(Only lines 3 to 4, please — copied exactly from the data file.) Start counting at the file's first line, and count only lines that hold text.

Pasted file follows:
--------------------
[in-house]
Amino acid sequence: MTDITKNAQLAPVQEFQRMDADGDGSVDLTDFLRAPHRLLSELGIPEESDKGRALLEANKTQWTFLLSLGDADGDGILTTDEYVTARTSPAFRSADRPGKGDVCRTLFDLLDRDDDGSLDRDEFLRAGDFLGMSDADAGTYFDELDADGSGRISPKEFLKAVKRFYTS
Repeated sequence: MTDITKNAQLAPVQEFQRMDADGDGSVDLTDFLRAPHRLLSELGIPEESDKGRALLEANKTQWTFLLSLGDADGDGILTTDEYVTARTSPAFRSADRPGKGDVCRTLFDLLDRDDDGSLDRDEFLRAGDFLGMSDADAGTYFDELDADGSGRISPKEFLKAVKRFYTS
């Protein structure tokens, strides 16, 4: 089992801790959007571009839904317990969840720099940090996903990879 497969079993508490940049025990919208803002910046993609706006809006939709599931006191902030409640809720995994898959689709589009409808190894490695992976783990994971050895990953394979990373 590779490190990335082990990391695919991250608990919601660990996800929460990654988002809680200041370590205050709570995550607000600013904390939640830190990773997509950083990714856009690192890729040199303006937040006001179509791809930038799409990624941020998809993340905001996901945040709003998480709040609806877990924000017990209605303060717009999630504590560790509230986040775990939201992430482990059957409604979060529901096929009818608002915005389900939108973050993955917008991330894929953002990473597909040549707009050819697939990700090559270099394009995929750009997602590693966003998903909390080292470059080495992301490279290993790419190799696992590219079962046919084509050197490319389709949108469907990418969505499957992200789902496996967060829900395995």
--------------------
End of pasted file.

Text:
Repeated sequence: MTDITKNAQLAPVQEFQRMDADGDGSVDLTDFLRAPHRLLSELGIPEESDKGRALLEANKTQWTFLLSLGDADGDGILTTDEYVTARTSPAFRSADRPGKGDVCRTLFDLLDRDDDGSLDRDEFLRAGDFLGMSDADAGTYFDELDADGSGRISPKEFLKAVKRFYTS
């Protein structure tokens, strides 16, 4: 089992801790959007571009839904317990969840720099940090996903990879 497969079993508490940049025990919208803002910046993609706006809006939709599931006191902030409640809720995994898959689709589009409808190894490695992976783990994971050895990953394979990373 590779490190990335082990990391695919991250608990919601660990996800929460990654988002809680200041370590205050709570995550607000600013904390939640830190990773997509950083990714856009690192890729040199303006937040006001179509791809930038799409990624941020998809993340905001996901945040709003998480709040609806877990924000017990209605303060717009999630504590560790509230986040775990939201992430482990059957409604979060529901096929009818608002915005389900939108973050993955917008991330894929953002990473597909040549707009050819697939990700090559270099394009995929750009997602590693966003998903909390080292470059080495992301490279290993790419190799696992590219079962046919084509050197490319389709949108469907990418969505499957992200789902496996967060829900395995």